Treatment for ground contact wood

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SamG340

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Hi all we're doing some work in the garden, I'm putting a boarder between the grass and a flower bed. I've picked up some fresh sawn untreated 4x2 doug fir for the job

For fence posts I'd normally burn and mineral oil them but I don't want that look

can anyone recommend a good treatment ?
 

Bingy man

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You are a little limited as anything you use may need to be plant friendly but in a similar project a year ago I used black bitumen paint but left it to fully dry and harden off ,, I then simply used weed control fabric on the bitumen side stapled 6 inches from the top of the boarder , on the facing side I’ve took a chance and used creosote. Lots of plant friendly options but can be expensive. Treat any end grain also with suitable end grain sealer.
 

Bingy man

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You are a little limited as anything you use may need to be plant friendly but in a similar project a year ago I used black bitumen paint but left it to fully dry and harden off ,, I then simply used weed control fabric on the bitumen side stapled 6 inches from the top of the boarder , on the facing side I’ve took a chance and used creosote. Lots of plant friendly options but can be expensive. Treat any end grain also with suitable end grain sealer.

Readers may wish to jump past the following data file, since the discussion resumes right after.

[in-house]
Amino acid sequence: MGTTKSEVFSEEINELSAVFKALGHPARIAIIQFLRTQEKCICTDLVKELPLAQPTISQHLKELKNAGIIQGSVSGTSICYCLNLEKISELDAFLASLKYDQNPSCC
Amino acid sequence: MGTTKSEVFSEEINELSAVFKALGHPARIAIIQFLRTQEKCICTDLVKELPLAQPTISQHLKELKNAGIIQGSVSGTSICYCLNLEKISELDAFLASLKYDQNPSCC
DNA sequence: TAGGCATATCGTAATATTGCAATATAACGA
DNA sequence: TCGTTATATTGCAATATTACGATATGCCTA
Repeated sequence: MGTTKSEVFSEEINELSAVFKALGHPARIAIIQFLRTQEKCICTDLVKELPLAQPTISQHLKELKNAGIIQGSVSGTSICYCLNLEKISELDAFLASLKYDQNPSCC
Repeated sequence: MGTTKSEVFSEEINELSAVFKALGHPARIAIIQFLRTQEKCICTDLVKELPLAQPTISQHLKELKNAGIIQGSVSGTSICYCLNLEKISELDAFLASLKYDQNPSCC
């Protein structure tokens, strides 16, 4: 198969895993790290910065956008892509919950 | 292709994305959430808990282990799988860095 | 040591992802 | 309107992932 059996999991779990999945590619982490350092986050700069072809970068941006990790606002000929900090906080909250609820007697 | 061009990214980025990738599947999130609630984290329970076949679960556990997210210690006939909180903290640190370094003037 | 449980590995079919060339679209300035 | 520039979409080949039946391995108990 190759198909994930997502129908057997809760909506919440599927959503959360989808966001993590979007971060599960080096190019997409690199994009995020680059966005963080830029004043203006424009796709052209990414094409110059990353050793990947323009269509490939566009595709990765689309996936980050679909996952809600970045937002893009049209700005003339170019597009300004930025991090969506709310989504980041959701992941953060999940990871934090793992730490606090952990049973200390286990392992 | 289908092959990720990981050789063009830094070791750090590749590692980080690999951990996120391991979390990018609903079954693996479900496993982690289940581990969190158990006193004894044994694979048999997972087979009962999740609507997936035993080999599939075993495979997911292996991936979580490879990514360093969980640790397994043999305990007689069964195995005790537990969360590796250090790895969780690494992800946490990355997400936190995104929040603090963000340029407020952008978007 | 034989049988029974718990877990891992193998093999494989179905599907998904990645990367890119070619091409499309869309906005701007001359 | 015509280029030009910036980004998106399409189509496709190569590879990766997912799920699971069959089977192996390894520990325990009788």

Ps I also remember reading about using linseed oil .
 

SamG340

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Ps I also remember reading about using linseed oil .

Yes ! Absolutely problem solved not sure why I didn't think about that myself

I did some wooden knife handles with linseed they're still great & they have a hard life in our house.

Thank you (y)
 

TheUnicorn

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I used 'ecosote' on some sleepers recently, too early to tell you how good it is, it doesn't seem to bead off water as some products do, but brushes wash in water, and it isn't covered with hazard warnings which makes it nicer to use IMO, as per the name it is marketed as an eco friendly creosote substitute. it was slightly cheaper than creocote in the builder's merchants, and gets quite good reviews on amazon (for what that is worth)
 

eribaMotters

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On an Eco level I thought Tanalised timber when dry was fine in ground contact, as the preservative is fixed and does not leach out into the soil. I used Tanalised scaffolding boards over 25 years ago to edge borders next to a shingle path and I believe they are still fine. The plants in the are always looked healthy, infact the ground cover that climbed over the board regularly needed trimming back.
The chemical is CCA, Copper, Chromium, Arsenic, and is I believe the same as Green Cuprinol.

Colin
 

Phil Pascoe